CHICAGO (Reuters) - Roughly six percent of women in the United States who were infected with the Zika virus during pregnancy had fetuses or babies with birth defects, U.S. researchers reported on Wednesday.
Of the 442 women in a U.S. Zika registry who had completed their pregnancies, 26 of their babies had one or more birth defect thought to be linked with Zika infection during pregnancy, according to the study published in the Journal of the American Medical Association.
A total of 18 of the fetuses or babies had microcephaly, meaning an abnormally small-sized head, which often signifies arrested brain development. Once considered a mild, mosquito-borne infection, Zika has been linked with thousands of cases of birth defects in Brazil and elsewhere.
The birth defects occurred among fetuses or babies of pregnant women from the United States who were exposed to Zika in places where the virus was spreading, researchers from the U.S. Centers for Disease Control and Prevention reported.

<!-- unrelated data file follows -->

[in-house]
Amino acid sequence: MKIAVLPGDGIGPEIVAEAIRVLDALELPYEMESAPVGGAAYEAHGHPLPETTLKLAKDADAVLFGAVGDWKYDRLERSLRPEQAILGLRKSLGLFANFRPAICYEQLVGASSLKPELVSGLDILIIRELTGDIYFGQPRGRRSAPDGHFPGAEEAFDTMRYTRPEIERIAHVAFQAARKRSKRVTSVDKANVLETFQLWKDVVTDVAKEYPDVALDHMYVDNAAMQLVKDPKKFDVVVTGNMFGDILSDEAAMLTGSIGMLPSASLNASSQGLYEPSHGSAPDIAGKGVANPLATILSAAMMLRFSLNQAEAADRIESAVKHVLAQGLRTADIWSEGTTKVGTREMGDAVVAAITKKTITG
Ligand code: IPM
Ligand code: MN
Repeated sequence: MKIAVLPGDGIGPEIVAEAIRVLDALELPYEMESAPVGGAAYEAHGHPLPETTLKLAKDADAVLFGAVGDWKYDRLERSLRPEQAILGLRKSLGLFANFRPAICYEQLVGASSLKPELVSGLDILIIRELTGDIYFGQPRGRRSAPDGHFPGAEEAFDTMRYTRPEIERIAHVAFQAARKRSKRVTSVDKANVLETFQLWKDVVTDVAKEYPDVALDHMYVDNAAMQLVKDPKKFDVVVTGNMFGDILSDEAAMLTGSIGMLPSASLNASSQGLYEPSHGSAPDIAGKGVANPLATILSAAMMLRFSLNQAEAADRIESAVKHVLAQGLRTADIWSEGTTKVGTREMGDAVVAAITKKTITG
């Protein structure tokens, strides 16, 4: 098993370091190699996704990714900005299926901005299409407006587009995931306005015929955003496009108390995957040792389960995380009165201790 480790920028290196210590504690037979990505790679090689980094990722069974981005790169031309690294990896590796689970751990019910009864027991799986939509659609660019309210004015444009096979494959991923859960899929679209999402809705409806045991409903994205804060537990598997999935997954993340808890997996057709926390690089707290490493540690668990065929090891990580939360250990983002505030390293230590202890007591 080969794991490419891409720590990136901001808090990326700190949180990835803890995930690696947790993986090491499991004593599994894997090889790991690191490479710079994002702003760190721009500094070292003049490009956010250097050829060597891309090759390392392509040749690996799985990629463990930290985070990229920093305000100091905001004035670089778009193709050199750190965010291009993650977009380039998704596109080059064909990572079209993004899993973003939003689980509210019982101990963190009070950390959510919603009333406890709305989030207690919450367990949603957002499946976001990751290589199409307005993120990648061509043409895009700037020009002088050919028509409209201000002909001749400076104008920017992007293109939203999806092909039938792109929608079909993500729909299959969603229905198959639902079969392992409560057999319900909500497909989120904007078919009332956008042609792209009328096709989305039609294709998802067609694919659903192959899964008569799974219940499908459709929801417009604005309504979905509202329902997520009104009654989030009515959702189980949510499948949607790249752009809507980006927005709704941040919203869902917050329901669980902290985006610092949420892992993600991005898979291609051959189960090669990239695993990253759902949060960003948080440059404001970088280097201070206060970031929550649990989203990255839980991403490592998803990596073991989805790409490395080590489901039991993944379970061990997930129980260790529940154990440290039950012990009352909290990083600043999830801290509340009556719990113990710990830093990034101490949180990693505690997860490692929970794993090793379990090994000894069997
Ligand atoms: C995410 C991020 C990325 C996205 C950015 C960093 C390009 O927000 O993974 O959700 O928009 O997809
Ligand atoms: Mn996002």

CDC Director Dr. Thomas Frieden said the study is important because it shows the rate of microcephaly and other fetal malformations among babies born to women in the United States is similar to the estimated rate of infections in Brazil.
“Zika poses a real risk throughout pregnancy, but especially in the first trimester; it’s critical that pregnant women not travel to areas where Zika is spreading,” Frieden said in a statement.
In the study, 11 percent of the 442 women infected during the first trimester had fetuses or babies with birth defects.
The study also shed light on whether babies whose mothers had Zika symptoms were more likely to be affected than those who had lab evidence of infection but no symptoms.
In the study, whether a pregnant woman had symptoms of Zika infection did not seem to matter. The researchers found the same proportion of pregnancies with birth defects regardless of whether the mother showed symptoms.
The finding is significant because only one in five people infected with the mosquito-borne Zika virus ever develop symptoms, meaning many pregnant women who become infected likely would never know it.
Locations where the women in the study were infected include Barbados, Belize, Brazil, Colombia, Dominican Republic, El Salvador, Guatemala, Haiti, Honduras, Mexico, Republic of Marshall Islands and Venezuela.
There is no vaccine or treatment for Zika.
Reporting by Julie Steenhuysen; Editing by Alan Crosby